Washington Commuters Ask: For Whom Does the E-ZPass Toll?



The big scandal dominating conversations inside the Beltway lately involves not indictments or forced resignations, but rather the new toll lanes on Interstate 66. During rush hour, the one-way tolls, which adjust on the fly according to traffic volume, have at times risen above $40. “Clean” cars such as hybrids also no longer have a free pass. To believe the local media—social and mainstream—the new system is a loss for fairness and environmental justice, and a win for rich commuters, who can buy their way out of gridlock.

First, a quick primer on the vehicular hell known as I-66. Originating in Northern Virginia and terminating near the Watergate Hotel, I-66 is one of the main arteries serving downtown Washington. An exurban driver heading into the city during morning rush hour will first encounter four eastbound lanes of pure traffic headache. Upon reaching the famed Beltway—the ring of interstates encircling Washington—I-66 narrows to two perpetually choked eastbound lanes. The reverse holds for a commuter heading west after work.

To control traffic volume, Virginia historically banned cars with only one person in them from the inner portion of I-66 during the morning and afternoon rush hours. Since the 1990s, however, these high-occupancy rules have had a small but popular exception. Owners of hybrids and other clean-fuel cars could obtain a special license plate giving them a pass to drive alone on I-66 during the restricted hours.

But when gasoline prices rose dramatically in the early 2000s, the number of cars qualifying for the clean-plate exception grew quickly. Other drivers and carpoolers revolted, angered by the sight of solo Volt, Prius and Tesla drivers merrily winging their way to work. The state stopped issuing clean plates after 2011, but roughly 18,000 drivers with them, more than a few of whom used I-66 daily, were grandfathered in.

The end to the clean-exemption finally arrived this month. Under the new rules, which went live Dec. 4, any vehicle occupied by one person can use I-66 at any time. But single drivers must pay a fluctuating toll, which rises with volume in order to keep traffic flowing at 55 miles an hour. Legacy clean-plate holders are not exempt, meaning their drivers are now treated just like everyone else.

Washingtonians have gone berserk over this change. The papers, airwaves and interwebs have been flooded with emotional stories about drivers of clean-plate cars suddenly faced with a cruel choice: pay anywhere from $5 to $40 each way on I-66, take slower alternative routes, carpool, or abandon their vehicles and take the bus or Metrorail. The toll is presented as a slap in the face of environmentally responsible citizens and an example of the privileges of the 1%.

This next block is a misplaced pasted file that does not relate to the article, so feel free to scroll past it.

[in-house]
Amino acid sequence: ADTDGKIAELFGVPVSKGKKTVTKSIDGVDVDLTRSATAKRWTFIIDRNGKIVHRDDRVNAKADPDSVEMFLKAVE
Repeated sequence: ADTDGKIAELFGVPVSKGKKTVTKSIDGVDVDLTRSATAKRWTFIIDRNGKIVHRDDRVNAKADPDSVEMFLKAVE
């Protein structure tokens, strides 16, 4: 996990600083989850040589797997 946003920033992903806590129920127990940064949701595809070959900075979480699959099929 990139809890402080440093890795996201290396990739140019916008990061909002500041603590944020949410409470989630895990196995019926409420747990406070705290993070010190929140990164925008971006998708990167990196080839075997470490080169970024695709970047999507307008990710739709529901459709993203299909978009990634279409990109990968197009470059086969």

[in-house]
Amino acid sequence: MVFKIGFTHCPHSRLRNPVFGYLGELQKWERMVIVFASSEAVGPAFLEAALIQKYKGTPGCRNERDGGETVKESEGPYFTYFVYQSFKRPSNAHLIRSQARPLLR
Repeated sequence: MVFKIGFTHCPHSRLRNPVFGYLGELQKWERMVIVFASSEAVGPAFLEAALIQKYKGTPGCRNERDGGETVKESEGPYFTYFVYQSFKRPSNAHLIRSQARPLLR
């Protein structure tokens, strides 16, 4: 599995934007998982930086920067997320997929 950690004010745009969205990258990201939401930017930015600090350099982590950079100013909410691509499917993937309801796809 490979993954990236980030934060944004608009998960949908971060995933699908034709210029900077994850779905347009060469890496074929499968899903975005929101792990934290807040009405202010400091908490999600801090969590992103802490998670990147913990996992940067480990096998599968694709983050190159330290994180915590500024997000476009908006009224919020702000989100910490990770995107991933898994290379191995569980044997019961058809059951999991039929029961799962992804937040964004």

Missing among this anecdotal outrage is any dispassionate analysis of the new system. Few reports have noted that the toll has freed thousands of single drivers from threat of serious fines—up to $1,000—for violating the defunct rush-hour ban. Few consider the time and carbon being saved. The Virginia Department of Transportation reported that during morning rush hour the first day after the switch, speeds on I-66 averaged 57 miles an hour, up from 37 last year. That means “dirty” cars spend less time revving in stop-and-go traffic.

Also oddly absent are discussions about the toll revenue. Estimates vary widely, but conservative forecasts suggest about $18 million will be collected each year. In an era when anything resembling a tax cut on the rich brings out pitchforks and torches, it’s strange to see such violent opposition to letting fat cats voluntarily surrender their money on I-66 every day.

Instead, much of the conversation has focused on the plight of drivers with clean-plate cars, a tiny segment of the commuting public that has coasted on an exemption granted decades ago. Some Virginia lawmakers have called for capping the tolls or even suspending the program until adjustments can be made, such as lowering the target speed to 45 miles an hour. Questions have been raised about whether the public was misled into thinking the tolls wouldn’t run much higher than $17. But the peak toll is an outlier. The average morning toll the first day was $10.70.

Reinstituting the clean-plate exemption doesn’t make sense: That would turn the old tertiary traffic benefit—a waiver from rush-hour restrictions—into a monetary subsidy worth thousands of dollars. Neither does it seem reasonable to suspend the tolls generally.

Even for folks like me who, as a matter of principle, generally oppose giving government access to more taxpayer money, the I-66 “scandal” is a pure head scratcher. In a town where being referred to as a numbers wonk is considered a badge of honor, it is shocking to see how quickly people dismiss rigorous analysis on the merest suggestion that the rich are pushing aside longtime enviro-friendly citizens.

Then again, little is surprising in Washington these days. Especially the traffic, which will inevitably stink, regardless of tolls.

Mr. Finch is an attorney in Northern Virginia.

Appeared in the December 16, 2017, print edition.

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